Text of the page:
By Alison Henderson
Congress lifted a ban Nov. 18 that will allow the slaughter of horses to resume in the U.S.
The ban, which began in 2006 did not stop horses from being slaughtered, according to a Patch report. During the ban, horses were shipped across national boarders for slaughter.
"As a result, nearly the same number of U.S. horses was transported to Canada and Mexico for slaughter in 2010 - nearly 138,000 - as was slaughtered before domestic slaughter ceased," U.S. Rep Chris Murphy, D-5 said in an email to Patch.
Activists, including the animal rights group PETA, say that the new legislation will keep horses from the suffering they experienced when they were being transferred.
"This transport of live horses -- often in vehicles with low ceilings in which horses must hunch over, slipping and sliding on their own waste ... is an indictment of the horse-breeding and -ranching business. To reduce suffering, there should be a ban on the export of live horses, even if that means opening slaughterhouses in the U.S. again," PETA said in a statement to the Los Angeles Times.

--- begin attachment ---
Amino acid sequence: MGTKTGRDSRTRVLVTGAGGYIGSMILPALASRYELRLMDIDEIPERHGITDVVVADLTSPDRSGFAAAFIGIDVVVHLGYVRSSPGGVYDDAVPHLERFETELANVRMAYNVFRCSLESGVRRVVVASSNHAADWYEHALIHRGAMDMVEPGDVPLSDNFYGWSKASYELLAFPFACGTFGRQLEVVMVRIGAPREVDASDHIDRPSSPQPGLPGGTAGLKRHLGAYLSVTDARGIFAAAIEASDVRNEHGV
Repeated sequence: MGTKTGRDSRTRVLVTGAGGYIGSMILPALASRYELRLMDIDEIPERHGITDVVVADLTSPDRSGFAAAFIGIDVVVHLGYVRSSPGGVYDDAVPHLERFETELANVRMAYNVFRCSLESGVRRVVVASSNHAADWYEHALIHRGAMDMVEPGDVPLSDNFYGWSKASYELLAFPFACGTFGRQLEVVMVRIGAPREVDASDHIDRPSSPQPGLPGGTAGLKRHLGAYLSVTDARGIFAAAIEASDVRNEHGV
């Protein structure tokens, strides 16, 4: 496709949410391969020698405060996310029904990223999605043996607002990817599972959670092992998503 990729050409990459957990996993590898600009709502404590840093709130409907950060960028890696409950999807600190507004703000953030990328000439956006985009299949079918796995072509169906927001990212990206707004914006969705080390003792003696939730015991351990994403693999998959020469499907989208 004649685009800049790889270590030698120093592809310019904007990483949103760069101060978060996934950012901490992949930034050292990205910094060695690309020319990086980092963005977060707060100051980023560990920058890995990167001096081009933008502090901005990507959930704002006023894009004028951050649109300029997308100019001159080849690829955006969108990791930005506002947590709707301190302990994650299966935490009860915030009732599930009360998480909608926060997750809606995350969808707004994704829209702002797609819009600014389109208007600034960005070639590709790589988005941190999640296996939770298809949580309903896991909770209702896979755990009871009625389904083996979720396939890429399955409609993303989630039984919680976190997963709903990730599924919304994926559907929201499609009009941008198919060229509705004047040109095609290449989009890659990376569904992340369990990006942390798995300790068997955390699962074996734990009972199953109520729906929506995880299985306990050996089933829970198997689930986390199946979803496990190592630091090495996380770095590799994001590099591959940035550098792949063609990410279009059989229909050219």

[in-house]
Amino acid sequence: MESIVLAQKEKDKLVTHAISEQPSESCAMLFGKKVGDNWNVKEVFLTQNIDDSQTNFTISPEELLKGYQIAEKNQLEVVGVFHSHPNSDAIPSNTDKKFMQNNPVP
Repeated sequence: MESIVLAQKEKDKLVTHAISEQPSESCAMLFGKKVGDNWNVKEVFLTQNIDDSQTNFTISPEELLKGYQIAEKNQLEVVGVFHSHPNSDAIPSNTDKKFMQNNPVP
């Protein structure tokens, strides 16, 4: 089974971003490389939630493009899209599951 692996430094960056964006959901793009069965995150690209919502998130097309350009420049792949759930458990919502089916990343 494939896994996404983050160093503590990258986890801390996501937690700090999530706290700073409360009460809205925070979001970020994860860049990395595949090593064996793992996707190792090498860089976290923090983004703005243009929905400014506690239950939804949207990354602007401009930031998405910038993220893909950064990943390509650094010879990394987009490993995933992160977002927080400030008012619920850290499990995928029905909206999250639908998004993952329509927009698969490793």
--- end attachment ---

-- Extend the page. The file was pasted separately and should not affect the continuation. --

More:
Though currently no slaughterhouses in the U.S. are used to slaughter horses, several are expected to be up and running within the next few months, according to a Washington Post report.